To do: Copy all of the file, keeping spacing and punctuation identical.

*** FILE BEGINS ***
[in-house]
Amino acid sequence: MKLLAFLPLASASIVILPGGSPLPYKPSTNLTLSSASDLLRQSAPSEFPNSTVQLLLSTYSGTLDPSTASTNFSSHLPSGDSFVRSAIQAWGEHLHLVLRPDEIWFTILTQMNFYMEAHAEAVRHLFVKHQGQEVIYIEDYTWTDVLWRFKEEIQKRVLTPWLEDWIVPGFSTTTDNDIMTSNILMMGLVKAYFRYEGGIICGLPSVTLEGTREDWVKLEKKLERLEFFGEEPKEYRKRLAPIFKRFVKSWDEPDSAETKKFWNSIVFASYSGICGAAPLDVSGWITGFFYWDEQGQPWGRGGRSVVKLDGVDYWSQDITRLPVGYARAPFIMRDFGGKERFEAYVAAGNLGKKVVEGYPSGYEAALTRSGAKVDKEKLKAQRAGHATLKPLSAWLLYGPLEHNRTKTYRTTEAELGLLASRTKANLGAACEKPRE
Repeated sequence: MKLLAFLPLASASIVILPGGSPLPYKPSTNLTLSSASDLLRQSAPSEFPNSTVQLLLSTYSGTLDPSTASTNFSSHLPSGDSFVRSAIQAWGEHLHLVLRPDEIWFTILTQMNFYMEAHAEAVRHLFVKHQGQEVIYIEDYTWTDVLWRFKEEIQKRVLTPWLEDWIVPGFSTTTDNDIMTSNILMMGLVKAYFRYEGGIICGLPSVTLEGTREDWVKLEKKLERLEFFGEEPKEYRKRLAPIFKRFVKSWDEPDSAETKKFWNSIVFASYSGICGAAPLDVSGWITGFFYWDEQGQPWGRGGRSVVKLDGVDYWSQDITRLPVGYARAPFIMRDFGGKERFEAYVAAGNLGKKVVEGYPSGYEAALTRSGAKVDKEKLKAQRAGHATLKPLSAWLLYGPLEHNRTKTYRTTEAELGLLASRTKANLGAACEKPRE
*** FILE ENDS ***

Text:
[in-house]
Amino acid sequence: MKLLAFLPLASASIVILPGGSPLPYKPSTNLTLSSASDLLRQSAPSEFPNSTVQLLLSTYSGTLDPSTASTNFSSHLPSGDSFVRSAIQAWGEHLHLVLRPDEIWFTILTQMNFYMEAHAEAVRHLFVKHQGQEVIYIEDYTWTDVLWRFKEEIQKRVLTPWLEDWIVPGFSTTTDNDIMTSNILMMGLVKAYFRYEGGIICGLPSVTLEGTREDWVKLEKKLERLEFFGEEPKEYRKRLAPIFKRFVKSWDEPDSAETKKFWNSIVFASYSGICGAAPLDVSGWITGFFYWDEQGQPWGRGGRSVVKLDGVDYWSQDITRLPVGYARAPFIMRDFGGKERFEAYVAAGNLGKKVVEGYPSGYEAALTRSGAKVDKEKLKAQRAGHATLKPLSAWLLYGPLEHNRTKTYRTTEAELGLLASRTKANLGAACEKPRE
Repeated sequence: MKLLAFLPLASASIVILPGGSPLPYKPSTNLTLSSASDLLRQSAPSEFPNSTVQLLLSTYSGTLDPSTASTNFSSHLPSGDSFVRSAIQAWGEHLHLVLRPDEIWFTILTQMNFYMEAHAEAVRHLFVKHQGQEVIYIEDYTWTDVLWRFKEEIQKRVLTPWLEDWIVPGFSTTTDNDIMTSNILMMGLVKAYFRYEGGIICGLPSVTLEGTREDWVKLEKKLERLEFFGEEPKEYRKRLAPIFKRFVKSWDEPDSAETKKFWNSIVFASYSGICGAAPLDVSGWITGFFYWDEQGQPWGRGGRSVVKLDGVDYWSQDITRLPVGYARAPFIMRDFGGKERFEAYVAAGNLGKKVVEGYPSGYEAALTRSGAKVDKEKLKAQRAGHATLKPLSAWLLYGPLEHNRTKTYRTTEAELGLLASRTKANLGAACEKPRE